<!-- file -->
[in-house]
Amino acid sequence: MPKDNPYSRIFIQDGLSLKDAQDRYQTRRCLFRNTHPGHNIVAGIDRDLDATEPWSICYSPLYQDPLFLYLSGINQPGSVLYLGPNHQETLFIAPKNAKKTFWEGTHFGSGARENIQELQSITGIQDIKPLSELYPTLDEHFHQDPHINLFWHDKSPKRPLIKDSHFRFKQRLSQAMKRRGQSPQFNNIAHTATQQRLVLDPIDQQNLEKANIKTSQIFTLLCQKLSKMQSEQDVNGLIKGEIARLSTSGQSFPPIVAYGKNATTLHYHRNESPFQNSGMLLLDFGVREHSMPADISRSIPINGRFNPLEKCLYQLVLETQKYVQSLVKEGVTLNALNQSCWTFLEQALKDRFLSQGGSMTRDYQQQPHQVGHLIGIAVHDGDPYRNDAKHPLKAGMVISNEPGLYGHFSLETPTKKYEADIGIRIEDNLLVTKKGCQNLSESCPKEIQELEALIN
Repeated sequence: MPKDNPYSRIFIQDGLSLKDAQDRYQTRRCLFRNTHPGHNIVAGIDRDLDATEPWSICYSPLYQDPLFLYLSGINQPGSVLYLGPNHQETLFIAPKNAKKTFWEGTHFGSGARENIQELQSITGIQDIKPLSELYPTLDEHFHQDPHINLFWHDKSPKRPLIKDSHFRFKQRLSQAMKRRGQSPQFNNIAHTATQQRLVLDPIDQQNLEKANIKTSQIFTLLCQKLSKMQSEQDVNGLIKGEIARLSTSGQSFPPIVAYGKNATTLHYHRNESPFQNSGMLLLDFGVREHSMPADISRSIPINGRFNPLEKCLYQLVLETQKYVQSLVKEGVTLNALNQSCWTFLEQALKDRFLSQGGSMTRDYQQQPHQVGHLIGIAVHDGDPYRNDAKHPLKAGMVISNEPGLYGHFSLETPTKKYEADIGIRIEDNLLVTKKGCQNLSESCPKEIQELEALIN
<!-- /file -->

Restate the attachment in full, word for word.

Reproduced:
[in-house]
Amino acid sequence: MPKDNPYSRIFIQDGLSLKDAQDRYQTRRCLFRNTHPGHNIVAGIDRDLDATEPWSICYSPLYQDPLFLYLSGINQPGSVLYLGPNHQETLFIAPKNAKKTFWEGTHFGSGARENIQELQSITGIQDIKPLSELYPTLDEHFHQDPHINLFWHDKSPKRPLIKDSHFRFKQRLSQAMKRRGQSPQFNNIAHTATQQRLVLDPIDQQNLEKANIKTSQIFTLLCQKLSKMQSEQDVNGLIKGEIARLSTSGQSFPPIVAYGKNATTLHYHRNESPFQNSGMLLLDFGVREHSMPADISRSIPINGRFNPLEKCLYQLVLETQKYVQSLVKEGVTLNALNQSCWTFLEQALKDRFLSQGGSMTRDYQQQPHQVGHLIGIAVHDGDPYRNDAKHPLKAGMVISNEPGLYGHFSLETPTKKYEADIGIRIEDNLLVTKKGCQNLSESCPKEIQELEALIN
Repeated sequence: MPKDNPYSRIFIQDGLSLKDAQDRYQTRRCLFRNTHPGHNIVAGIDRDLDATEPWSICYSPLYQDPLFLYLSGINQPGSVLYLGPNHQETLFIAPKNAKKTFWEGTHFGSGARENIQELQSITGIQDIKPLSELYPTLDEHFHQDPHINLFWHDKSPKRPLIKDSHFRFKQRLSQAMKRRGQSPQFNNIAHTATQQRLVLDPIDQQNLEKANIKTSQIFTLLCQKLSKMQSEQDVNGLIKGEIARLSTSGQSFPPIVAYGKNATTLHYHRNESPFQNSGMLLLDFGVREHSMPADISRSIPINGRFNPLEKCLYQLVLETQKYVQSLVKEGVTLNALNQSCWTFLEQALKDRFLSQGGSMTRDYQQQPHQVGHLIGIAVHDGDPYRNDAKHPLKAGMVISNEPGLYGHFSLETPTKKYEADIGIRIEDNLLVTKKGCQNLSESCPKEIQELEALIN